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Format: Paperback Number of Pages: 288 Vendor: Da Capo Press Publication Date: 2006
Dimensions: 8.28 X 6.36 (inches) ISBN: 073821082X ISBN-13: 9780738210827 Availability: Usually ships in 24-48 hours.
With the first edition of The Hurried Child, David Elkind emerged as the voice of parenting reason, calling our attention to the crippling effects of hurrying our children through life. He showed that by blurring the boundaries of what is age appropriate, by expecting--or imposing--too much too soon, we force our kids to grow up too fast, to mimic adult sophistication while secretly yearning for innocence. In the more than two decades since this book first appeared, new generations of parents have inadvertently stepped up the assault on childhood, in the media, in schools, and at home. In the third edition of this classic (2001), Dr. Elkind provided a detailed, up-to-the-minute look at the Internet, classroom culture, school violence, movies, television, and a growing societal incivility to show parents and teachers where hurrying occurs and why. And as before, he offered parents and teachers insight, advice, and hope for encouraging healthy development while protecting the joy and freedom of childhood. In this twenty-fifth anniversary edition of the book, Dr. Elkind delivers important new commentary to put a quarter century of trends and change into perspective for parents today.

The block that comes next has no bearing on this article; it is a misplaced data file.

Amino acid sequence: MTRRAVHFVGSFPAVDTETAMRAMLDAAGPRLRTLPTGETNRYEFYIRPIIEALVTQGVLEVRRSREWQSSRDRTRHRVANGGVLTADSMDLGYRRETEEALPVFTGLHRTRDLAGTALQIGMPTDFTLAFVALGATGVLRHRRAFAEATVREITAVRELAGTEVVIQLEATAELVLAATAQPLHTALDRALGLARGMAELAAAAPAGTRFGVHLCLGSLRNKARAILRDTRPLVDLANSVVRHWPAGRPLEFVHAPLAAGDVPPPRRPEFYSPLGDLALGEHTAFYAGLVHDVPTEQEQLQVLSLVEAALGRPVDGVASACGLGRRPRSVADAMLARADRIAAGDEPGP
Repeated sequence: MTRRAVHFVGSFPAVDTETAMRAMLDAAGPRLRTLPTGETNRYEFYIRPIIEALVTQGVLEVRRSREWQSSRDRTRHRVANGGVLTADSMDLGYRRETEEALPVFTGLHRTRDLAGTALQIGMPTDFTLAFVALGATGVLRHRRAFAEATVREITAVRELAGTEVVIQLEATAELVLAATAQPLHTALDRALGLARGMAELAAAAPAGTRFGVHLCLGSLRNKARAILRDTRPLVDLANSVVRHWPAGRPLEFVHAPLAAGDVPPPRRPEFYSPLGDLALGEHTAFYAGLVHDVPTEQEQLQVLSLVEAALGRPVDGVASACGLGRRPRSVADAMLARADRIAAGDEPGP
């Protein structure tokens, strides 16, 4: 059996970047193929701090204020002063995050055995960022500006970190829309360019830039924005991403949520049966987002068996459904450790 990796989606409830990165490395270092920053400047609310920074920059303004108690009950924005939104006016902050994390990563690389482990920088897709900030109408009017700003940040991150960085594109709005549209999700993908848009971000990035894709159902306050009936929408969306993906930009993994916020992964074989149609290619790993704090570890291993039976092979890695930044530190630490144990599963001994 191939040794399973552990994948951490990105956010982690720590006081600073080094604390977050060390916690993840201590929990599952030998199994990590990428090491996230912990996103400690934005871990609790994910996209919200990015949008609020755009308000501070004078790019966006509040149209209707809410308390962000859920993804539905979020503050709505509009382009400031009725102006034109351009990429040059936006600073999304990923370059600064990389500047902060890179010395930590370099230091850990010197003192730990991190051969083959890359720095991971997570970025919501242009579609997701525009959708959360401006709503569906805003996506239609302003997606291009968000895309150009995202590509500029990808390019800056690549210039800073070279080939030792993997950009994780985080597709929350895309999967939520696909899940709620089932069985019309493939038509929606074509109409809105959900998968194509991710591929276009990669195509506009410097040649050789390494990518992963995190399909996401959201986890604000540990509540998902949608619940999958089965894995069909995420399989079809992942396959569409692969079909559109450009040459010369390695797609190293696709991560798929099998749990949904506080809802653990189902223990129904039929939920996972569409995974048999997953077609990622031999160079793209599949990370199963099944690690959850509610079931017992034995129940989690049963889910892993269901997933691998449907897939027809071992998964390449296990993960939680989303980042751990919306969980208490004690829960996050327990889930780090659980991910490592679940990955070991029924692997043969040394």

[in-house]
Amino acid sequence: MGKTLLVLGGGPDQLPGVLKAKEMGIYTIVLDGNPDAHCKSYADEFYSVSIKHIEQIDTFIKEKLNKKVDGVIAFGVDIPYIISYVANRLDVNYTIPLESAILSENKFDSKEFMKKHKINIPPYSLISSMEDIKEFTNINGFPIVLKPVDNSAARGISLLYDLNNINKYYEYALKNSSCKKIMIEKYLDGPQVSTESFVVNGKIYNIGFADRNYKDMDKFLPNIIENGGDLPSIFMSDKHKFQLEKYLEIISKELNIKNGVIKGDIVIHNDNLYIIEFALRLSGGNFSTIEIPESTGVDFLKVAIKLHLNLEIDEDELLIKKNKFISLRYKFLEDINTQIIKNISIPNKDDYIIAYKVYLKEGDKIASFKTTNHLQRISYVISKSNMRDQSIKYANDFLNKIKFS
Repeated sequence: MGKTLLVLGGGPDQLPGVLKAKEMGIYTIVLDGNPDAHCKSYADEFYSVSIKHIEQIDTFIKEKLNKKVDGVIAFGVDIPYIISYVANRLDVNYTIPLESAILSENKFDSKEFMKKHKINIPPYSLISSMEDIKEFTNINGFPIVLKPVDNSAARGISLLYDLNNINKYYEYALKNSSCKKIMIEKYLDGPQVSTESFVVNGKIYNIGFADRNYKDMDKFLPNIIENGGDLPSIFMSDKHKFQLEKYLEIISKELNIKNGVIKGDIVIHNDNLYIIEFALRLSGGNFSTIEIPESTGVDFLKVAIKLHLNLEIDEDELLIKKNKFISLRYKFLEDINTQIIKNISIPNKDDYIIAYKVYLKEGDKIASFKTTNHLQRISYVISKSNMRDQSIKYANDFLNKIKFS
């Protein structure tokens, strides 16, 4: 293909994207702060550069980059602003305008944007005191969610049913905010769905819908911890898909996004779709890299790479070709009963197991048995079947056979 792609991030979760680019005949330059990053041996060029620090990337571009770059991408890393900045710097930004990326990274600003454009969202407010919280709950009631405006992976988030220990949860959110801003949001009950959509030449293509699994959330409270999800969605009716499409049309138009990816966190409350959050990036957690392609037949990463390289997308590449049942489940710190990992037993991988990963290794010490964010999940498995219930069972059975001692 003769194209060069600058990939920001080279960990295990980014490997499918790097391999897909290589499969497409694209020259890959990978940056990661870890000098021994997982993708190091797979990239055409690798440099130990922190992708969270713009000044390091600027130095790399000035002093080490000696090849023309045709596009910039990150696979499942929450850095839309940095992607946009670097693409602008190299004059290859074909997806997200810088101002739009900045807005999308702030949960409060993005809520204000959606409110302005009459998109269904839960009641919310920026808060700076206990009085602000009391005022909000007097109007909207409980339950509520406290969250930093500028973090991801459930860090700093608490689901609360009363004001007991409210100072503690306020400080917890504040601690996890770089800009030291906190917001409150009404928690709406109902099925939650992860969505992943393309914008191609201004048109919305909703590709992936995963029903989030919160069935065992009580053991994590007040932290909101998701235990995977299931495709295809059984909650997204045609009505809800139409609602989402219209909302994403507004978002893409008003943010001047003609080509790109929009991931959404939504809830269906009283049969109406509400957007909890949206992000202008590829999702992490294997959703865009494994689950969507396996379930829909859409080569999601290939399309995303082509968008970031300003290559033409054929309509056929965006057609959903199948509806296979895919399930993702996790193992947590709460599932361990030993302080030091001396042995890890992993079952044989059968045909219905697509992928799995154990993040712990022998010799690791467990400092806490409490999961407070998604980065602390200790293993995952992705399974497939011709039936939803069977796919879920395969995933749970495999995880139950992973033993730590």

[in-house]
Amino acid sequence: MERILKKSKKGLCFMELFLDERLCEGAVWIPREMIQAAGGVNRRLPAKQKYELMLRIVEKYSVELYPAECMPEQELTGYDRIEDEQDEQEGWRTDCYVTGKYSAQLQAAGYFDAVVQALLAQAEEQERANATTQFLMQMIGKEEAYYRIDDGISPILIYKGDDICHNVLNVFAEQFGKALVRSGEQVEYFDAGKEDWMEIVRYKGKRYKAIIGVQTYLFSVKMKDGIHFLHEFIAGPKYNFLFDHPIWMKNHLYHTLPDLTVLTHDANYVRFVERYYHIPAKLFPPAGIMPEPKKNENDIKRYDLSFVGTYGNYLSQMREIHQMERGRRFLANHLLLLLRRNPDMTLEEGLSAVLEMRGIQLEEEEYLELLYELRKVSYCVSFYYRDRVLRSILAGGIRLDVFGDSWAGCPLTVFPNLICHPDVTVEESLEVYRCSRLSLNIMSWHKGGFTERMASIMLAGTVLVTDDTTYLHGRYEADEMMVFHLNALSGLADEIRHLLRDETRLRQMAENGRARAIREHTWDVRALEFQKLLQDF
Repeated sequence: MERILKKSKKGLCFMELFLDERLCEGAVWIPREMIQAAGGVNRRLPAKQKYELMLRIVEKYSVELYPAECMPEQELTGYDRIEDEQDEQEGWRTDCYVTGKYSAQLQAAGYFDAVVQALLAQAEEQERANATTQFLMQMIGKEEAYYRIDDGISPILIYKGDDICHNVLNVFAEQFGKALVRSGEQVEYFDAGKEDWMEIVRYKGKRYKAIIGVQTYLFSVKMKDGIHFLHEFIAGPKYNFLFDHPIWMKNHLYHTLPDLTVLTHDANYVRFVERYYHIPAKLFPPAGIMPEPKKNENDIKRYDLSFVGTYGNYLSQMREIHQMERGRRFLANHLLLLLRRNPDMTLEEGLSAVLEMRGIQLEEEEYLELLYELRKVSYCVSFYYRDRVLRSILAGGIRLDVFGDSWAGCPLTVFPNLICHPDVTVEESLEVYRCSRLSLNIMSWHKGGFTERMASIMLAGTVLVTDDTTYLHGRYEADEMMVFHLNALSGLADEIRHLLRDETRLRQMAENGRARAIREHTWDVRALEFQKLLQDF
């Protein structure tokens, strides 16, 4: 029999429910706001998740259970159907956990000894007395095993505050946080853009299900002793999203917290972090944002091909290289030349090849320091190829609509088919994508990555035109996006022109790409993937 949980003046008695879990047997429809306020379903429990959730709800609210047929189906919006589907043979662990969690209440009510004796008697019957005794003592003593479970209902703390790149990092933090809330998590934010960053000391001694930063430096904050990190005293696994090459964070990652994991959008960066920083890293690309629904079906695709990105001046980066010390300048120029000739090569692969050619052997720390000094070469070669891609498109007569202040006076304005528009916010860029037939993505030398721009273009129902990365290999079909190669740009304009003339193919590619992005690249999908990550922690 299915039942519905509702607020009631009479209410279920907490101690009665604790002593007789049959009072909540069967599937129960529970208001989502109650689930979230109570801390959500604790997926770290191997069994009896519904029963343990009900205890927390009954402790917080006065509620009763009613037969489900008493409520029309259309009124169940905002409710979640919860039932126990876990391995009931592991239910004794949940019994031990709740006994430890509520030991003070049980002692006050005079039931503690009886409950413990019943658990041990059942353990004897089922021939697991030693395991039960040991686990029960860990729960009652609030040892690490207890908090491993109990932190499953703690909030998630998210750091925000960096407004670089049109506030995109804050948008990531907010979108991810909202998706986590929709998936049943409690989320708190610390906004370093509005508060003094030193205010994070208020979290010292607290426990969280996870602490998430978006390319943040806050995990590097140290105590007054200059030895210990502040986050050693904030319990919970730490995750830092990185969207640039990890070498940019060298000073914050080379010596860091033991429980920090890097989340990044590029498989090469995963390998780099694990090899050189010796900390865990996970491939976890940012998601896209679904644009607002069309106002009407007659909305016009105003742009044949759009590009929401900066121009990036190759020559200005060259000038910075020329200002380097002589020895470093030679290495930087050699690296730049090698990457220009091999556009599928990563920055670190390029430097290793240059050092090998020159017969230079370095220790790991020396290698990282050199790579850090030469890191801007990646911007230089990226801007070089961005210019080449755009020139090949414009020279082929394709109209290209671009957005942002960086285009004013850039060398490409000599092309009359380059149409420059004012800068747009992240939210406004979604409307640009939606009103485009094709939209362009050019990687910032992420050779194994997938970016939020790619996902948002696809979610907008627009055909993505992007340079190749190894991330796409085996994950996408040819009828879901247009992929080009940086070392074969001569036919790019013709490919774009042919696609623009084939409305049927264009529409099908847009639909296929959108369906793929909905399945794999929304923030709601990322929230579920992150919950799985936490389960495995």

David Elkind, Ph.D., is Professor Emeritus at Tufts University and the author of a dozen books, including The Hurried Child and All Grown Up and No Place to Go. He lives outside of Boston and on Cape Cod.
Wall Street Journal, 9/4 "[The first book to] mourn the loss of play and leisure time [for kids]."
Washington Post, 11/5/09 "Read The Hurried Child by psychologist David Elkind. It explains the development of children so well and gives such good reasons for slowing them down that you'll want to give a copy to every parent you know."
Washington Post, 3/12/10 "To learn more about children and how they grow, read The Hurried Child…Its one of the great classics of parenthood."
The Jewish Week, 6/23/10 "If you want to know more about the harmful effects of micro-managing our childrens lives, read The Hurried Child…[Elkinds] main theme remains relevant more than 25 years after its initial publishing."